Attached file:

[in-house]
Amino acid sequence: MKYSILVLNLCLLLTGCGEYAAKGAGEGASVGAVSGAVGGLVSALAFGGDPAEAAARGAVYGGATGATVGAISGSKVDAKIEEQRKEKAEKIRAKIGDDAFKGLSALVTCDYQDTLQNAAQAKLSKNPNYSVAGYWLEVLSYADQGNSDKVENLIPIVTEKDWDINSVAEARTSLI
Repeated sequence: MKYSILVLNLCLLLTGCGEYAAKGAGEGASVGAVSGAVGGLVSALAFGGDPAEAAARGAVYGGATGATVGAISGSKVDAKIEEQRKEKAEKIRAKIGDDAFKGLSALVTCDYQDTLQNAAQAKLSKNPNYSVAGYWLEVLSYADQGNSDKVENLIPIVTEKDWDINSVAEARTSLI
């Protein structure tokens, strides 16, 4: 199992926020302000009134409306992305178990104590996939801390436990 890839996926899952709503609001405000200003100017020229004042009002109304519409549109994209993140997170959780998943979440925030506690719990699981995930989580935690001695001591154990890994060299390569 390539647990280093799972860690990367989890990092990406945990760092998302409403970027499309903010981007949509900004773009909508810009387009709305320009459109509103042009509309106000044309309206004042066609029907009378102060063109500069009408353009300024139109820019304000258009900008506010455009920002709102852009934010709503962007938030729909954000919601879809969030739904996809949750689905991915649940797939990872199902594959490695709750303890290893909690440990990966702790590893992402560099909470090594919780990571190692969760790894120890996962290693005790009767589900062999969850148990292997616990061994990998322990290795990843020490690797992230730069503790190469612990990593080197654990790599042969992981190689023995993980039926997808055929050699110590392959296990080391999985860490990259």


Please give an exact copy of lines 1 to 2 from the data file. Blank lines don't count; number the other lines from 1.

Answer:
[in-house]
Amino acid sequence: MKYSILVLNLCLLLTGCGEYAAKGAGEGASVGAVSGAVGGLVSALAFGGDPAEAAARGAVYGGATGATVGAISGSKVDAKIEEQRKEKAEKIRAKIGDDAFKGLSALVTCDYQDTLQNAAQAKLSKNPNYSVAGYWLEVLSYADQGNSDKVENLIPIVTEKDWDINSVAEARTSLI